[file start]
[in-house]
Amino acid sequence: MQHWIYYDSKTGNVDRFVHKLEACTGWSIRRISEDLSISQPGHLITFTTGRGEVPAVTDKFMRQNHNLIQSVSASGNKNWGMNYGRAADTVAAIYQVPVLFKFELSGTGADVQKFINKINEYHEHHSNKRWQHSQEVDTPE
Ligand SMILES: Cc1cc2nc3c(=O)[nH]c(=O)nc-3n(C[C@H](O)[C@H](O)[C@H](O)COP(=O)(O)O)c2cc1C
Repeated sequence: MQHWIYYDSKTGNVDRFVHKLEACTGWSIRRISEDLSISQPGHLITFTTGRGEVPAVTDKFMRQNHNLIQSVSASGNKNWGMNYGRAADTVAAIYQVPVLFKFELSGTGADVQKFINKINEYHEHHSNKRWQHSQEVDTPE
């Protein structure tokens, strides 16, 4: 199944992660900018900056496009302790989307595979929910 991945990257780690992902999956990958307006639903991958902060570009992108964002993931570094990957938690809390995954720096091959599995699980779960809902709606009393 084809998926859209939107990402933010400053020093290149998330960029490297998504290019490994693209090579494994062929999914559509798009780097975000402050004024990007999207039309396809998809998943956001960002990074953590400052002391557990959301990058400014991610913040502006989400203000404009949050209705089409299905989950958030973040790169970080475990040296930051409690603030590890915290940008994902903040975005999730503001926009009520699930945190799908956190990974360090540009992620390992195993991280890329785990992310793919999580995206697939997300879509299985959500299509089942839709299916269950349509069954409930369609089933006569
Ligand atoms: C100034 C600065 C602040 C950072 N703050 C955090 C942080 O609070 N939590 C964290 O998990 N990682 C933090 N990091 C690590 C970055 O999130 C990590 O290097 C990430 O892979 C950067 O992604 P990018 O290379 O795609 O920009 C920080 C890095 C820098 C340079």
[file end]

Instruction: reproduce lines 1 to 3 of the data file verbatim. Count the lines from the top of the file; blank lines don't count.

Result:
[in-house]
Amino acid sequence: MQHWIYYDSKTGNVDRFVHKLEACTGWSIRRISEDLSISQPGHLITFTTGRGEVPAVTDKFMRQNHNLIQSVSASGNKNWGMNYGRAADTVAAIYQVPVLFKFELSGTGADVQKFINKINEYHEHHSNKRWQHSQEVDTPE
Ligand SMILES: Cc1cc2nc3c(=O)[nH]c(=O)nc-3n(C[C@H](O)[C@H](O)[C@H](O)COP(=O)(O)O)c2cc1C